Myth #4: Upcycling is limited to extracts and actives

While extracts and actives certainly contribute to upcycled beauty, the technology scope goes far beyond. Functional and excipient ingredients are also emerging as part of this movement. The Covalo platform as well as the Upcycled Ingredient Directory provide evidence of this diversity, showcasing a wide range of upcycled ingredients with various applications.

  • SeaBalance 2000 from Carbonwave is an all-natural, upcycled emulsifier made from Sargassum seaweed. Described as being highly versatile and working in cold processes, SeaBalance 2000 boasts a pH range of 3.5-9.0 and can work with a concentration of oil between 10-25%. Sargassum is a floating seaweed that has become prevalent due to nutrient run-off and warming oceans. By using just one ton of Sargassum, Carbonwave can prevent 850kg of CO2e emissions.2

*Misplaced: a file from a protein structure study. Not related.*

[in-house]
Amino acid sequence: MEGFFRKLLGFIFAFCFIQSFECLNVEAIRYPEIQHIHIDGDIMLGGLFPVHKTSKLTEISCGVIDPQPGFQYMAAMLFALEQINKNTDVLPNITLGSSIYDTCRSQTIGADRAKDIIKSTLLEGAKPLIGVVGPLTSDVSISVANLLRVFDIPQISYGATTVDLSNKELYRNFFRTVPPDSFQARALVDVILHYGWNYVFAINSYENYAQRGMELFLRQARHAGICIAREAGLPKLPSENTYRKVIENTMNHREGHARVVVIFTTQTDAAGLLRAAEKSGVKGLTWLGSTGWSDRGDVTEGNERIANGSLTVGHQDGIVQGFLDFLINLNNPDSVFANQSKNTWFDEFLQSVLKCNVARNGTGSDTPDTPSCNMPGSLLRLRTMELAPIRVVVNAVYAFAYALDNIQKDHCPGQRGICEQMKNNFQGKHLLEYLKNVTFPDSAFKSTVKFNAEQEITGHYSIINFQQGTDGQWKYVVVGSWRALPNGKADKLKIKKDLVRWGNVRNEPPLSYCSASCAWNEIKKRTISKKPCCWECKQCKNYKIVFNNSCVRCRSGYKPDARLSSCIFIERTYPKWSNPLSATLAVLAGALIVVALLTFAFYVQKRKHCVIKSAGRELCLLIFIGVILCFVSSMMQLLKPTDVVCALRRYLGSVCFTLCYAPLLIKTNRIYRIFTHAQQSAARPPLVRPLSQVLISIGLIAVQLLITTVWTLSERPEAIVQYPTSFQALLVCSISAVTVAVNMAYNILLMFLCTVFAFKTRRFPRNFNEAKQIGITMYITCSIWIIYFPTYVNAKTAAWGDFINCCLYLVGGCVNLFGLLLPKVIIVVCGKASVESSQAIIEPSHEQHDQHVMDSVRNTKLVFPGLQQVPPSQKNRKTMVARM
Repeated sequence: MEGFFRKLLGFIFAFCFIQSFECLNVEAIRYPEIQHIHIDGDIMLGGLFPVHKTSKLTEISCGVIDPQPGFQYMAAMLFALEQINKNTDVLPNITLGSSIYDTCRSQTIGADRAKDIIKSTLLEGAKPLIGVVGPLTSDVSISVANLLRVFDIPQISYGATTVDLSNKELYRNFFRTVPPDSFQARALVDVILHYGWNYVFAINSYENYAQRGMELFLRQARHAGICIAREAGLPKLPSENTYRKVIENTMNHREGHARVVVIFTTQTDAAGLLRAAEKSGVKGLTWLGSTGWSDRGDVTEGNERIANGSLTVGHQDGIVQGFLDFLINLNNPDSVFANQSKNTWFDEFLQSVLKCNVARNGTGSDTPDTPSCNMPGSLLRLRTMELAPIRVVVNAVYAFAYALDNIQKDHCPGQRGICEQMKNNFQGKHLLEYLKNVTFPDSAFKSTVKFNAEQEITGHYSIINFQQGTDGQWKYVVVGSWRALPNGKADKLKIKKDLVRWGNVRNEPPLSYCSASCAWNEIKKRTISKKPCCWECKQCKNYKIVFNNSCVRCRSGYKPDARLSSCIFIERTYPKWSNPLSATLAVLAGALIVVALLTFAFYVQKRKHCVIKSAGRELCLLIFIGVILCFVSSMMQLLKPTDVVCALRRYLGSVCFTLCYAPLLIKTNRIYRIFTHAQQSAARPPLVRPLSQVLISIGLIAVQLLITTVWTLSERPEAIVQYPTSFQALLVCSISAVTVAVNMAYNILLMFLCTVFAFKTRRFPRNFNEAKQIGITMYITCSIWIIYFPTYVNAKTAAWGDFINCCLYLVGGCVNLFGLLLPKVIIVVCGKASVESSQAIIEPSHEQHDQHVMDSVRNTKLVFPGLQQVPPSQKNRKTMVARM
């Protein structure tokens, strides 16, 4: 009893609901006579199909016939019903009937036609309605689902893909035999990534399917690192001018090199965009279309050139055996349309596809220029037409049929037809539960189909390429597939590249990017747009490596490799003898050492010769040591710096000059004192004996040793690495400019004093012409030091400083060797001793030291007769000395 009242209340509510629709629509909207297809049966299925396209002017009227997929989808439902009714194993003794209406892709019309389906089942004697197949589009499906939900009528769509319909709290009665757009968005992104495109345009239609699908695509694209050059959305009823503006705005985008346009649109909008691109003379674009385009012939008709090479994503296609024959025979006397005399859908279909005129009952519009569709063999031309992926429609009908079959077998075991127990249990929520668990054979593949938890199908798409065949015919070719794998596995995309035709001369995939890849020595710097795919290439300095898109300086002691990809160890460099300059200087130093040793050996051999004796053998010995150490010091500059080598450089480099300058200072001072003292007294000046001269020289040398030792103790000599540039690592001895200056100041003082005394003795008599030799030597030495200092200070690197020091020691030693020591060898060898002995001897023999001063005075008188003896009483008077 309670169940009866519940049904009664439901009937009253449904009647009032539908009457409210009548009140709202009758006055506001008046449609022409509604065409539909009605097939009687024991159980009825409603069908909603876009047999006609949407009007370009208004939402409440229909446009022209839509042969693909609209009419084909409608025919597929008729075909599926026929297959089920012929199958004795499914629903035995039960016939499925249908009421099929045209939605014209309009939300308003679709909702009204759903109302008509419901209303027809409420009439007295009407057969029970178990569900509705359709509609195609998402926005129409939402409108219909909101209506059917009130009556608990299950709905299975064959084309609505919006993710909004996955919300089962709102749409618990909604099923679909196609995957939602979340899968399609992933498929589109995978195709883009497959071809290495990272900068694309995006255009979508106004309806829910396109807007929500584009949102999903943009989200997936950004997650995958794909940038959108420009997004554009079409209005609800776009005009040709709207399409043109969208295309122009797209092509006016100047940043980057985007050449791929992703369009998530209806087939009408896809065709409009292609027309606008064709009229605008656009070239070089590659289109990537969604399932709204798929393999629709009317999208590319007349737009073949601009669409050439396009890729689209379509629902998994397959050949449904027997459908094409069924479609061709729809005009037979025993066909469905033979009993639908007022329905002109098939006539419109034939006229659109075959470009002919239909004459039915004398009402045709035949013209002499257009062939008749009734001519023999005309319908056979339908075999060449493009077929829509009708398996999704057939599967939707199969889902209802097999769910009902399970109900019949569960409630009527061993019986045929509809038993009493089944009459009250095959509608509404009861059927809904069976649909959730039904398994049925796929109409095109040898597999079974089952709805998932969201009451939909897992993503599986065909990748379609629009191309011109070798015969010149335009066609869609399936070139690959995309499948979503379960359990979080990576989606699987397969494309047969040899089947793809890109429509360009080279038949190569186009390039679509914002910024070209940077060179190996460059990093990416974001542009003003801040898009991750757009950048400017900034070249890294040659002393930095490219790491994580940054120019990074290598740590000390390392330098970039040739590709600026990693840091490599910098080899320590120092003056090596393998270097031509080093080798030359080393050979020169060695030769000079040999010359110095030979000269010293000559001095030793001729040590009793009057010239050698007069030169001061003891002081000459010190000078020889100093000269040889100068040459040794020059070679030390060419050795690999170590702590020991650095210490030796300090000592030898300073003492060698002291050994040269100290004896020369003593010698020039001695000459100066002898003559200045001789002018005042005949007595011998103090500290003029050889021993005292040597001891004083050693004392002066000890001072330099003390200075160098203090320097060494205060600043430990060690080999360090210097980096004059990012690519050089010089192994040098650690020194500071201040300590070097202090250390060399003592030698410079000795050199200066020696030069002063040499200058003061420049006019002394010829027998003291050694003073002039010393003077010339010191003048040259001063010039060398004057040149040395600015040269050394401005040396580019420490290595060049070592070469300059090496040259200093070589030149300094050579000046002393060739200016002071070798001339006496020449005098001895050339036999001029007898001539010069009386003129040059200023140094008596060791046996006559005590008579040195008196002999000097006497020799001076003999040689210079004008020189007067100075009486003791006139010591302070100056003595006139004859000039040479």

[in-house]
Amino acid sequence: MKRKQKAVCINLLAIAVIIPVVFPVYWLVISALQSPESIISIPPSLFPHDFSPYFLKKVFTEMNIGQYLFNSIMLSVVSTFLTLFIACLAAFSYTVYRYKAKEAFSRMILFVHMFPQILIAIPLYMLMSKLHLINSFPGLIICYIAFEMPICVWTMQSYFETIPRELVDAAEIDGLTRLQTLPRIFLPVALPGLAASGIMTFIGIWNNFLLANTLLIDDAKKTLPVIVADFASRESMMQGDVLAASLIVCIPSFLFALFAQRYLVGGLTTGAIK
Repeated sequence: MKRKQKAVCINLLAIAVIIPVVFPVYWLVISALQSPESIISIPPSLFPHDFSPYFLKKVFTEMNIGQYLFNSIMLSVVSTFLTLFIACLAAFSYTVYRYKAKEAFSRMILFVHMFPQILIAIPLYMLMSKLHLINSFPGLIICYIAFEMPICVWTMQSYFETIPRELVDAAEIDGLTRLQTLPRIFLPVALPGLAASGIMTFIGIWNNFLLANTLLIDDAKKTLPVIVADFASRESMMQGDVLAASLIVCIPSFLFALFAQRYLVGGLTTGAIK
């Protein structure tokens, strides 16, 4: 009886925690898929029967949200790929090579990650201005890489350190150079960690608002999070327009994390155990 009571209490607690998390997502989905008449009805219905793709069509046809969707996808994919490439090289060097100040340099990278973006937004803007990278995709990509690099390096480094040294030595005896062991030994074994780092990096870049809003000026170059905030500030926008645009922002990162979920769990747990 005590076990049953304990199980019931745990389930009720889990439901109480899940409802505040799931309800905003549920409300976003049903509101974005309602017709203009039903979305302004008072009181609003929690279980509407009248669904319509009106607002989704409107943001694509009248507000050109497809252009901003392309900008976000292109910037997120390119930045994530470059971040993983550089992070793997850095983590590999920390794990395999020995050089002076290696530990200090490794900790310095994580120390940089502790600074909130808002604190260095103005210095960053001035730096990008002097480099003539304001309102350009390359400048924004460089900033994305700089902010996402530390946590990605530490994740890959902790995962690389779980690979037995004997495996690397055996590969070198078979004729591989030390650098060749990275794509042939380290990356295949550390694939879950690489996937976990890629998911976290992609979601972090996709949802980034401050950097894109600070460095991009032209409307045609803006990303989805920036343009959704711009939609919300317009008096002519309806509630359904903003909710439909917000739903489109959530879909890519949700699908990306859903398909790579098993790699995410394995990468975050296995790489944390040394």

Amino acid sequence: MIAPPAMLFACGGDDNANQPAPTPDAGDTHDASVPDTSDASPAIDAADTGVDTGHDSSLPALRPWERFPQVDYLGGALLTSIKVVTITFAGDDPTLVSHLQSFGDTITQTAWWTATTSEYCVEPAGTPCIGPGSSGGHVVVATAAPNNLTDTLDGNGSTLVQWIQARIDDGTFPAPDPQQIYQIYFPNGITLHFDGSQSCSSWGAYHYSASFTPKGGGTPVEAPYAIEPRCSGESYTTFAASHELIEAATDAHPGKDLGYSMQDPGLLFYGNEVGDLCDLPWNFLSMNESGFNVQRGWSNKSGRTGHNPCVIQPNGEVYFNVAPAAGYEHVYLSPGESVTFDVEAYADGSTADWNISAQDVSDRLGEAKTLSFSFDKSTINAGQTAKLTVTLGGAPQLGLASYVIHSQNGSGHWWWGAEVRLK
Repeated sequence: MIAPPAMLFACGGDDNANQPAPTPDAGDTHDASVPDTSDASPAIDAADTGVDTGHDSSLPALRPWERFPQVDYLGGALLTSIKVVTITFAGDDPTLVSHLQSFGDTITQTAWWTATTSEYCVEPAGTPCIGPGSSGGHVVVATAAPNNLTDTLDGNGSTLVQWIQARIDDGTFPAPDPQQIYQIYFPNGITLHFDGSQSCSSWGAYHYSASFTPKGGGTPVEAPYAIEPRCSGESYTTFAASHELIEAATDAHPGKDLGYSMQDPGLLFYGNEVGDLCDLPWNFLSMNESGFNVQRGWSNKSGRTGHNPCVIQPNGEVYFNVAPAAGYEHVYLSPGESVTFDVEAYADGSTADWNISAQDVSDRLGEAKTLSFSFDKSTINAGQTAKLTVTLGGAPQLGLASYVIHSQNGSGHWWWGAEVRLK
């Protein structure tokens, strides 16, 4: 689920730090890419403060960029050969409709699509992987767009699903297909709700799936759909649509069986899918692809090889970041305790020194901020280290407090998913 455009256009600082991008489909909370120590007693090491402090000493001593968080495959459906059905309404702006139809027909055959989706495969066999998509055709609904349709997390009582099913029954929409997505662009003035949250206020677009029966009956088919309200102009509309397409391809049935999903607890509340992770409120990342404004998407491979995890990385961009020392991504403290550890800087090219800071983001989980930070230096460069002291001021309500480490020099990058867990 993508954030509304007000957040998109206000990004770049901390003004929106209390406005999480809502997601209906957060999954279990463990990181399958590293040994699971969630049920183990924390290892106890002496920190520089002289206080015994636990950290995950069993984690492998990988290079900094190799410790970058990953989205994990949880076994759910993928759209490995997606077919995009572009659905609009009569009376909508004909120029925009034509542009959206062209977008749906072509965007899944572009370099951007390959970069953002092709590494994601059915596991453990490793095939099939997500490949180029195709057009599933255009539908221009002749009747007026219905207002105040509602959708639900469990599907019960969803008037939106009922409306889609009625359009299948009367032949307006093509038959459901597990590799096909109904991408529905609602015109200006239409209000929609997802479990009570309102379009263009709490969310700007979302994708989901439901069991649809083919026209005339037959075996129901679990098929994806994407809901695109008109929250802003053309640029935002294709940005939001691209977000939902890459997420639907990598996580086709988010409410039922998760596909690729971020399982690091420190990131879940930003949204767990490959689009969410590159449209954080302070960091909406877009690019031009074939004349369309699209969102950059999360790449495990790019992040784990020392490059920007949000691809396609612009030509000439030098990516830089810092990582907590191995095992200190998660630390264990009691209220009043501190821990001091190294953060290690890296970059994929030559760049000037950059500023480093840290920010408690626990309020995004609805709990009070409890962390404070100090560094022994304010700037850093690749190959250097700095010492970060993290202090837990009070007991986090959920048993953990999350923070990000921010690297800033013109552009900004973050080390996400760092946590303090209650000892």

• The CosmeGreen line from Surfactgreen provides bio-sourced cationic surfactants upcycled from sugar beets and rapeseed. These functional hair care materials also offer different hair benefits, such as conditioning, detangling, strengthening and colour protection. They can be used as alternatives to sillicones, petrol-derived quats and other conventional agents to increase the sustainability of a personal care formula without compromising performance.3
  • Mangoboost from Biolie is an upcycled natural preservation booster extracted from mango kernels, a by-product of the food industry. Produced with Biolie's zero-waste patented enzymatic extraction technology, tests have shown that this ingredient has antimicrobial power and thus can be used to support conventional or alternative persevative systems.4